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Elon Musk, the elder statesman of the auto industry?
Posted on July 23, 2019 by Charles Morris
Ah, the callow and cocksure Elon Musk, the bad boy gamer from Silicon Valley, the brash, iconoclastic upstart who dares to challenge the time-tested titans of transportation! Would that be the same Elon Musk who recently became the longest-serving CEO in the global auto industry?
Above: Artwork depicting Tesla's CEO Elon Musk (Flickr: thierry ehrmann)
As Simon Alvarez writes in Teslarati (drawing on reporting from Benzinga), Elon Musk, who took office as Tesla’s CEO in 2008 (he joined the company as Chairman of the Board in 2004), became the elder statesman of the automotive world in May, when Daimler CEO Dieter Zetsche, who had held the top job at the German automaker since 2006, announced his retirement.
This was the latest of several recent transfers of power in the metal-bending game: Carlos Ghosn, the longtime CEO of the Renault-Nissan alliance, was forced to resign in January, due to his alleged connection with a financial scandal (some suspicious minds speculate that he was forced out because he was a champion of electric vehicles). Mitsubishi and Hyundai also saw turnover in their executive suites earlier this year. BMW’s Harald Krüger recently announced that he will soon be stepping down (his successor, Oliver Zipse, is seen as a bit more of an EV advocate).
Above: A look back at Elon Musk in the early days of Tesla when he was profiled in the 'Revenge of the Electric Car' film (Youtube: PBS)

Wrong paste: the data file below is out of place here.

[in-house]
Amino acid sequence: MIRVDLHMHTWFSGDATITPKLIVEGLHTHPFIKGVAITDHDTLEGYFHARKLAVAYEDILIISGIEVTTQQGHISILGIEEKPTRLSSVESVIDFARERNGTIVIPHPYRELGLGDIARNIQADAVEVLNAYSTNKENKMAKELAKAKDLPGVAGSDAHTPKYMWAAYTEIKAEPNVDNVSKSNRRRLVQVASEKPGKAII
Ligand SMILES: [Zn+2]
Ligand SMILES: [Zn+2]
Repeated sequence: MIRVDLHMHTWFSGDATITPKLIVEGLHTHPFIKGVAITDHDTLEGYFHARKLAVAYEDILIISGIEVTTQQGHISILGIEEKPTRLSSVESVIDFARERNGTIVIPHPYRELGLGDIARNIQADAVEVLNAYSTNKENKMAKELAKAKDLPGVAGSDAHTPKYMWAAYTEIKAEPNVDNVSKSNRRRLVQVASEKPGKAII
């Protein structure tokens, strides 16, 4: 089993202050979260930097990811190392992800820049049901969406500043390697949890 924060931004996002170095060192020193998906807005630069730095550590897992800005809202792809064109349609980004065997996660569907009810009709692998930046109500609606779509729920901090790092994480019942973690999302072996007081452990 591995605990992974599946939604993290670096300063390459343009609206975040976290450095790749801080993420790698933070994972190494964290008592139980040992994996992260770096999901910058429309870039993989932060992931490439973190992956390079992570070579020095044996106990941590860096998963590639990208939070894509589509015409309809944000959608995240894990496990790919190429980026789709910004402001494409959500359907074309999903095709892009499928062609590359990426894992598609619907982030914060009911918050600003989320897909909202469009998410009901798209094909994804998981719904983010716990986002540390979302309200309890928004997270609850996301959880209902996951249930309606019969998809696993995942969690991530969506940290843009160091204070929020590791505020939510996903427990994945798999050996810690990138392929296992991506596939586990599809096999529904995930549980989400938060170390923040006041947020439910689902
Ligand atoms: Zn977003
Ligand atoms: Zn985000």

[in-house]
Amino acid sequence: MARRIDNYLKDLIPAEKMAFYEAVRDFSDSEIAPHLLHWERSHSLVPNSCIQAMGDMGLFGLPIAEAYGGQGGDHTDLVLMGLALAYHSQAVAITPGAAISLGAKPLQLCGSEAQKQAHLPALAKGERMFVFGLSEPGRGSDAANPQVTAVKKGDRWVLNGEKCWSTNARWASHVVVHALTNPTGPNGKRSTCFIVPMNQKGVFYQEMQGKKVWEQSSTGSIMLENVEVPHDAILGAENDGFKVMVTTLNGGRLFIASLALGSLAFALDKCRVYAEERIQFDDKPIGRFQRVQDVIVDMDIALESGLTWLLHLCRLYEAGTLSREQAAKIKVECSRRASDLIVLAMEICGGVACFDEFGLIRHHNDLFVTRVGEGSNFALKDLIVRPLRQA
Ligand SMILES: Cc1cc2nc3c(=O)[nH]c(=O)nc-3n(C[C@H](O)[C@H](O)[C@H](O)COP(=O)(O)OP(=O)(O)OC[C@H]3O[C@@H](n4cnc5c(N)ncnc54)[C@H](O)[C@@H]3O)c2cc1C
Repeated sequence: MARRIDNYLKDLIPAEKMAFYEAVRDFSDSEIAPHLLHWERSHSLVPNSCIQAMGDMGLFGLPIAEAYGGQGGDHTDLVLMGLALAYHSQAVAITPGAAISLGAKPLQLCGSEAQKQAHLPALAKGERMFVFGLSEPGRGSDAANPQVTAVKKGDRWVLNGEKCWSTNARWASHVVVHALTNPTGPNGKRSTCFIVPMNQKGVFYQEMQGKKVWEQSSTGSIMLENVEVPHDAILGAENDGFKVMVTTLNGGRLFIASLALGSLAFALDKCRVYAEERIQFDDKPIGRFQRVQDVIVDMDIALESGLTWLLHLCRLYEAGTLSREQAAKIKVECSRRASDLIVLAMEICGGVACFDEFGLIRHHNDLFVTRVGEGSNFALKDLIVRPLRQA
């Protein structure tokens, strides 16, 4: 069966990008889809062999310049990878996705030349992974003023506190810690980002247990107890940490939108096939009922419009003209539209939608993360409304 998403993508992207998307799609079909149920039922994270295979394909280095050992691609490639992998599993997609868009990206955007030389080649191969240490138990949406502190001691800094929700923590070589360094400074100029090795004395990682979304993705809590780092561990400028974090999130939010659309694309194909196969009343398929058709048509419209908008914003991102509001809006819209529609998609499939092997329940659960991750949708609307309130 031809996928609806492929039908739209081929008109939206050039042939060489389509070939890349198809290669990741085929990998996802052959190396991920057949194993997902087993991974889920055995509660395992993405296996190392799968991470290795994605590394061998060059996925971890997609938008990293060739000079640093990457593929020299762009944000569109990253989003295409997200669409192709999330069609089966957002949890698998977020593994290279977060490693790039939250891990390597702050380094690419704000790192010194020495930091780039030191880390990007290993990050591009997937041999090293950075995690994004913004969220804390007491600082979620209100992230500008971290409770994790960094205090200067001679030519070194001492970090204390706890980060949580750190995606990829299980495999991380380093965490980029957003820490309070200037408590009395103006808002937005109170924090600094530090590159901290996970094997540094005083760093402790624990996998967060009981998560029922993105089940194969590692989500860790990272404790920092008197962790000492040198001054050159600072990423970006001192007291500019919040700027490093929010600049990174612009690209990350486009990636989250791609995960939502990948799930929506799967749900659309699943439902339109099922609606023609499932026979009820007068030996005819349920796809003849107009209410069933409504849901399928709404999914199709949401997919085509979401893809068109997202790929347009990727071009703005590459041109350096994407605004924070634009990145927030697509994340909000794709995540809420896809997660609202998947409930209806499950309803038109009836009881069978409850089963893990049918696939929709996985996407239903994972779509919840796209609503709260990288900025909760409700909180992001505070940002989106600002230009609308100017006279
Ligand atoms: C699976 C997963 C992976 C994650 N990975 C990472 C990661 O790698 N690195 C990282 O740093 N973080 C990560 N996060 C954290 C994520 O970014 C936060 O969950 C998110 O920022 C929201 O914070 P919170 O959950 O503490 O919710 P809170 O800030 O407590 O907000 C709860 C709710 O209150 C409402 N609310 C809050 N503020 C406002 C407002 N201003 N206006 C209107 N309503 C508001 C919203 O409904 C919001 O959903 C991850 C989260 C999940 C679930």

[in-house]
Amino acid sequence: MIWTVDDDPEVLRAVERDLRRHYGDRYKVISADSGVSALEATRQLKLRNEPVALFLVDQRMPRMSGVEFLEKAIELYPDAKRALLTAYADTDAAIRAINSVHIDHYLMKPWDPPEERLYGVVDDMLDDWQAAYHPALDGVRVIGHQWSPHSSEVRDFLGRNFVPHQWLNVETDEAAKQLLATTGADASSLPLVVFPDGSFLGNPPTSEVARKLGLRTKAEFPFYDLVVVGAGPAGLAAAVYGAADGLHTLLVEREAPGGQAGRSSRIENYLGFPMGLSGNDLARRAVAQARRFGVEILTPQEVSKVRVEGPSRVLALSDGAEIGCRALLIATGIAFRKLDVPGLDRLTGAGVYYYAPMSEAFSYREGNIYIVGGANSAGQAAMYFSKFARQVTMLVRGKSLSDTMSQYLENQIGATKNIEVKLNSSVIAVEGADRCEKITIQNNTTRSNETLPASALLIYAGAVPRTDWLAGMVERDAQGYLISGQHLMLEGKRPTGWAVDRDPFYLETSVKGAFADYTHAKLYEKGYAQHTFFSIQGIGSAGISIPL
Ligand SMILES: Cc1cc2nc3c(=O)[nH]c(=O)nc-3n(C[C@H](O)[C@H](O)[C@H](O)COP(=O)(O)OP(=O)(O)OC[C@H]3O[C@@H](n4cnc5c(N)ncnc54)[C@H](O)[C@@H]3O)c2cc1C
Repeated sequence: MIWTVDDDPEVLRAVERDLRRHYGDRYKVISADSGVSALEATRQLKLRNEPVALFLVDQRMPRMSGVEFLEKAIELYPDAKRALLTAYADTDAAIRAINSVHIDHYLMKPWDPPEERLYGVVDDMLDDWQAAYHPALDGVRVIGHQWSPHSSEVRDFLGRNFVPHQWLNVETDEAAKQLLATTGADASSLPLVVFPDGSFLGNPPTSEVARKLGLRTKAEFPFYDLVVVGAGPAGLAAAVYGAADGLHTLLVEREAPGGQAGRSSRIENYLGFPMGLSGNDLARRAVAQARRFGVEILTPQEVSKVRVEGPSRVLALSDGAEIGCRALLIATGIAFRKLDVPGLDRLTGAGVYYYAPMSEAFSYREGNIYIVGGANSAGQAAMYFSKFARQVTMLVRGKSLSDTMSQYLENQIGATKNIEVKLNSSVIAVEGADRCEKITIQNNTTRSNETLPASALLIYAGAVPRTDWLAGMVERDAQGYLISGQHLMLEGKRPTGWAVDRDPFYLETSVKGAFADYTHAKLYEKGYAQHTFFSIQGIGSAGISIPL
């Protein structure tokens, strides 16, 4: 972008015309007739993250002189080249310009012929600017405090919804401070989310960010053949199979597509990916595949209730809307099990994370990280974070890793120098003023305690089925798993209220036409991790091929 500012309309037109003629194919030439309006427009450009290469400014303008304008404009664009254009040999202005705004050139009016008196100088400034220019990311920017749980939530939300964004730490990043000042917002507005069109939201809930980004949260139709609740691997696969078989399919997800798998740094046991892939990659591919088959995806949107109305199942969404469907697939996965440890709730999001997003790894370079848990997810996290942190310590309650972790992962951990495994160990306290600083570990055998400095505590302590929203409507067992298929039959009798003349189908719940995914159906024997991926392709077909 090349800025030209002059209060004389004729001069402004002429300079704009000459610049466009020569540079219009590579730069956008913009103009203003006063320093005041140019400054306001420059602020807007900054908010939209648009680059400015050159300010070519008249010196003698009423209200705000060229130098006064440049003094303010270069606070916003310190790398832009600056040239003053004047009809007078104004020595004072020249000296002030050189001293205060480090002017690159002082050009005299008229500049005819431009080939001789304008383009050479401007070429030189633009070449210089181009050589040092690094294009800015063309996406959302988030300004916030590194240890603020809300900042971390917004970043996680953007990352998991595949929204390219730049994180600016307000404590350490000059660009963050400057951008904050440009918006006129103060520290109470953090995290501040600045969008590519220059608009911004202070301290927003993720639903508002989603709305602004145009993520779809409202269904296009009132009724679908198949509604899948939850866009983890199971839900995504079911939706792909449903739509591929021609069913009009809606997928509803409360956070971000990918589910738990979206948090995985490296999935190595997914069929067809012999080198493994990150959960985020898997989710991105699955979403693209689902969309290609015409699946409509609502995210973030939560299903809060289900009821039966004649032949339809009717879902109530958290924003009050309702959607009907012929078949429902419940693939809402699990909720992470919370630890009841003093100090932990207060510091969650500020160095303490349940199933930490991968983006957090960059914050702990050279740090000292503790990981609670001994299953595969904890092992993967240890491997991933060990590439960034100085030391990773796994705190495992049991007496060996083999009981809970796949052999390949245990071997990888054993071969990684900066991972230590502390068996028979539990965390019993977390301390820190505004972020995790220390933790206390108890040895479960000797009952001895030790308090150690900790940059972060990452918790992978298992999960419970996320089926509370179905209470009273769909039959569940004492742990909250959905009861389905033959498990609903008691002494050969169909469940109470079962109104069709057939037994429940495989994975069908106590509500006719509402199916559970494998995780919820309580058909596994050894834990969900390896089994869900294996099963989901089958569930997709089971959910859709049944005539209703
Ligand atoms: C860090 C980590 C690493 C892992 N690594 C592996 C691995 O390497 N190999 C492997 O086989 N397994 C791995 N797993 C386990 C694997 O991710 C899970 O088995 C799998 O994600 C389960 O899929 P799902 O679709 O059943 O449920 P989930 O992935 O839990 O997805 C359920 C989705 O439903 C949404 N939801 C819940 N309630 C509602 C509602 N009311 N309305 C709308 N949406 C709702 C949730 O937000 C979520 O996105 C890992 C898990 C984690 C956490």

Volkswagen’s Herbert Diess has held the reins only since 2018, when the Dirty Diesel Debacle wrought havoc in the German giant’s executive suite. Fiat Chrysler head Michael Manley followed the late Sergio Marchionne, a long-serving CEO (and an outspoken EV skeptic) in 2018.
The second-longest tenure in the car biz is held by Akio Toyoda, who has been the boss at Toyota since 2009. No other head of a major automaker has been on the job more than a few years. Ford’s Jim Hackett took the con in 2017, and GM’s Mary Barra, the only woman with a corner office, has served since 2014.
Above: Before Model S was introduced, GM's Bob Lutz was trying to stymie Tesla's rise with Chevy's now-defunct Volt (Source: Revenge of the Electric Car)
The anti-Tesla herd seems to crow every time an employee leaves the company, but Elon Musk is far from the only exec who’s held on through the ups and downs. CTO JB Straubel has been with Tesla since the beginning, Chief Designer Franz von Holzhausen joined the company in 2008, and President of Automotive Jerome Guillen came on board in 2010. Numerous other execs, including CFO Zach Kirkhorn, have been with the company since the days of the Roadster.
Those who imagine that competition from the legacy automakers will sink Tesla can’t seem to understand the fundamental difference between the California company and its curmudgeonly counterparts: Tesla exists to build electric vehicles, and it won’t stray from that quest. Other automakers follow the winds of fashion, and will build whatever’s profitable (or required by regulations) at any given moment. Elon Musk’s personal story reflects this difference of mission: other CEOs are hired guns who may decide to go to another company for a better pay package (after all, a hundred million bucks doesn’t buy what it used to). Elon Musk is Tesla. It’s his ship, and he’ll guide it to its ultimate destination, or go down with it.